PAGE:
This weekend, I finished reading The Money Coach’s Guide to Your First Million by Lynnette Khalfani, a copy of which I received from Khalfani’s publisher. Since I have readers who have asked basic personal finance questions in the past, I thought it might be a good book to review.
Khalfani covers quite a few topics in her book and provides a good introduction to each section. While anyone who’s willing to learn could benefit from reading the book, because Khalfani writes very often about her personal experiences — from going from poor to perfect credit, having gone through a divorce, how her childhood impacted her financial management skills later on, for example — and because she takes the time to address relationship issues, I would especially recommend this book to any women out there who might be daunted by the idea of plunging into learning about personal finance and who prefer a more personal and conversational point of view rather than one that takes a more generalized approach. If you’re interested in learning more about her, she has a website at The Money Coach.
The first chapter on creating a budget is one of the book’s strengths. I think she’s absolutely right in that people tend to avoid creating budgets because “most of us view a budget as drudgery….people believe that the word ‘budget’ is synonymous with the word ‘can’t'”. Khalfani walks through the process of how to create an effective budget and avoid thinking that a budget is nothing but deprivation.
Throughout the book, Khalfani takes a grounded, no-nonsense approach toward her readers, reminding them that if they’re serious about gaining control of their financial lives, they need to be honest with themselves, get disciplined, and do the work that I think should resonante with those who are really looking to learn.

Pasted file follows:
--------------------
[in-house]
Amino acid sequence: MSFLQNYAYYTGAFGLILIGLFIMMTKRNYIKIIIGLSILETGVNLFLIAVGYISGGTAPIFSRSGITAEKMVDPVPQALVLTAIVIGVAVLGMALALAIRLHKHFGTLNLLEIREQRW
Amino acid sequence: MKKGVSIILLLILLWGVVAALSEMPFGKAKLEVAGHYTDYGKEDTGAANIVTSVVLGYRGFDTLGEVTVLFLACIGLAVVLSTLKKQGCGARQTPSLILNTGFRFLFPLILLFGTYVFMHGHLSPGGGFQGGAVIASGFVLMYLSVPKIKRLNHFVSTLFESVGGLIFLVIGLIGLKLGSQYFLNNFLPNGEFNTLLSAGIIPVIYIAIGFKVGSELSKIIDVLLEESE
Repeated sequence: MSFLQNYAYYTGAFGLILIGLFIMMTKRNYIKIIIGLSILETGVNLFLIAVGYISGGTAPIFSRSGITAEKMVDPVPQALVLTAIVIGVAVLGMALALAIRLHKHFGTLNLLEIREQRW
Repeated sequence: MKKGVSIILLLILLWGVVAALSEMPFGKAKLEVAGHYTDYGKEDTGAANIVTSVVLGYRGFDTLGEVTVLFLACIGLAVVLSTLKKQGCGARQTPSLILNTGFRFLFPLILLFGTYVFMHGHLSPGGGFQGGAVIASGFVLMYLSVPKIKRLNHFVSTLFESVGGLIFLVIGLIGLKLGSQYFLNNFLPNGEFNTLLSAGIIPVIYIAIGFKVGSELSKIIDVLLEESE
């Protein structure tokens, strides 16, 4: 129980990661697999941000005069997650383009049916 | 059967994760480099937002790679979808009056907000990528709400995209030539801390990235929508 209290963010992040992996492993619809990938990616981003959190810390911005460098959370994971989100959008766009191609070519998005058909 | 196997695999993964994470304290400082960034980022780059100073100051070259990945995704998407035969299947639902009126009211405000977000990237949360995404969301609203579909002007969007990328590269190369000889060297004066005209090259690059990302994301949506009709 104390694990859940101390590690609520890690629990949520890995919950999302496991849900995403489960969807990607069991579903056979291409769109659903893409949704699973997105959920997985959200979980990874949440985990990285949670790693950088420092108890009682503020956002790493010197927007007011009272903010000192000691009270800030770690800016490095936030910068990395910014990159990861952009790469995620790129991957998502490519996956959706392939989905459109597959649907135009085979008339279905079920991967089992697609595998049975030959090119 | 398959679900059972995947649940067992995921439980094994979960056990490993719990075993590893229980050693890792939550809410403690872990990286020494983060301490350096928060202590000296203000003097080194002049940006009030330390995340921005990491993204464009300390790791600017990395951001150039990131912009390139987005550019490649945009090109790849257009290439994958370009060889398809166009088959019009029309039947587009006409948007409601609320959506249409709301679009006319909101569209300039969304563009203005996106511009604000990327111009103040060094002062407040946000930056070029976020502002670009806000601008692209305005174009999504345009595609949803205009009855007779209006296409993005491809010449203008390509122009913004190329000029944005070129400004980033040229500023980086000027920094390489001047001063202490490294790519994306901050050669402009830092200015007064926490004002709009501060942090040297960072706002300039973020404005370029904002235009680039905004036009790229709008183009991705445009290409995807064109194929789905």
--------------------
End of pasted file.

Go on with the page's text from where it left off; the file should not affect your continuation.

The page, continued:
For example, she points out, “Many of you might think you spend a lot of time handling money issues, but you’re really just wasting time by fretting over your situation.” She lists 6Ds that are the quickest way to losing a fortune: divorce, disease, death in the family, disability, disaster, and downsizing. In fact, she recommends readers go to their local courthouse and sit in on some of the proceedings, noting that they’re not the “glamorous” stuff you see on Court TV but very real difficulties that happen to real people, all of which cause significant financial losses.
Here’s a list of the chapters in the book and a very brief summary of each:
- Make a Personal Prosperity Plan: How to create an effective budget and how to write realistic goals
- Invest First, Last, and Always in Your Reputation: Why getting a perfect credit score is important and how to invest in yourself
- Live Like a Lender, Not a Borrower: Gotchas and pitfalls (including people) in your life that you might need to watch out for
- Leverage the Power of Property: Ways to invest in real estate
- Increase Your Fortune with Proven Methods Not Shortcuts: How to invest properly in the stock market
- Overcome Setbacks and Minimize Risks to Your Financial Health: Insurance, insurance, insurance: why you need it, what kinds you need, what kinds to avoid
- Never Forget the Next Generation: Remember, your children learn from your actions and attitudes. What do you want to teach them? And a brief intro to trusts
Personally, I found myself learning the most from the chapters on real estate and insurance, both of which contain her specific recommendations and useful overviews, because my understanding is definitely weak in both of these areas. Her chapter on real estate discusses not only the advantages and disadvantages of buying physical real estate but also REITs, investing in housing tax credits and tax lien certificates, neither of which I’d ever heard of.
What didn’t work as well for me were the acronyms she used (like MILLION, SIMPLE, etc.) in which each letter stood for a specific step in improving your finances. The only one that I can still remember are her 6D’s.
I also found the chapter on investing in stocks too lightweight, though she manages to cover pretty much all of the proven stock purchasing approaches (diversify, think long-term, etc.). And I think many people would have been interested to learn specifics about how she managed to get out of $100K in debt in less than 3 years, but she only makes references to her previous book Zero Debt.
So, if you’re looking for an introductory, conversational book about personal finance and getting on the road to building wealth, give this book a try. It might just be the approach you’re looking for.